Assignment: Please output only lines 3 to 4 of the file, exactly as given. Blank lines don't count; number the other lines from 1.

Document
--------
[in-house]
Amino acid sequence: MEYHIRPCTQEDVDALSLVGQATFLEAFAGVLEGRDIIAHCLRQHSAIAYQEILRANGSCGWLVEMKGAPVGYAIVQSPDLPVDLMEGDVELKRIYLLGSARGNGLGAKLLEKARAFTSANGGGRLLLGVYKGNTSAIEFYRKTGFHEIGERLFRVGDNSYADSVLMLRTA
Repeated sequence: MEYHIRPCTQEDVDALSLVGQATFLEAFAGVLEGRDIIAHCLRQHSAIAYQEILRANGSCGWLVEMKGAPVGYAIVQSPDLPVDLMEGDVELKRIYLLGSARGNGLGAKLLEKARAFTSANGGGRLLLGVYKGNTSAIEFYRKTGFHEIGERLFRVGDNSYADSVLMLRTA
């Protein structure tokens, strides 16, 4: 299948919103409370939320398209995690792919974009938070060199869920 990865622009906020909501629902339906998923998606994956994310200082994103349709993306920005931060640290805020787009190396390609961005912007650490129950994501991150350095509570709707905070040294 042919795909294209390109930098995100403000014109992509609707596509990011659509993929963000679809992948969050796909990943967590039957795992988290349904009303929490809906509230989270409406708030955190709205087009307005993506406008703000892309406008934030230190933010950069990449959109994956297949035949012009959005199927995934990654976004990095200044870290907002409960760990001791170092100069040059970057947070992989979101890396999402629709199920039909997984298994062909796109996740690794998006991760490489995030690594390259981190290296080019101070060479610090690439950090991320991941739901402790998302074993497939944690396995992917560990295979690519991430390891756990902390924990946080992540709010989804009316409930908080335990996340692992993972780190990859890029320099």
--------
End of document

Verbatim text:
Repeated sequence: MEYHIRPCTQEDVDALSLVGQATFLEAFAGVLEGRDIIAHCLRQHSAIAYQEILRANGSCGWLVEMKGAPVGYAIVQSPDLPVDLMEGDVELKRIYLLGSARGNGLGAKLLEKARAFTSANGGGRLLLGVYKGNTSAIEFYRKTGFHEIGERLFRVGDNSYADSVLMLRTA
């Protein structure tokens, strides 16, 4: 299948919103409370939320398209995690792919974009938070060199869920 990865622009906020909501629902339906998923998606994956994310200082994103349709993306920005931060640290805020787009190396390609961005912007650490129950994501991150350095509570709707905070040294 042919795909294209390109930098995100403000014109992509609707596509990011659509993929963000679809992948969050796909990943967590039957795992988290349904009303929490809906509230989270409406708030955190709205087009307005993506406008703000892309406008934030230190933010950069990449959109994956297949035949012009959005199927995934990654976004990095200044870290907002409960760990001791170092100069040059970057947070992989979101890396999402629709199920039909997984298994062909796109996740690794998006991760490489995030690594390259981190290296080019101070060479610090690439950090991320991941739901402790998302074993497939944690396995992917560990295979690519991430390891756990902390924990946080992540709010989804009316409930908080335990996340692992993972780190990859890029320099």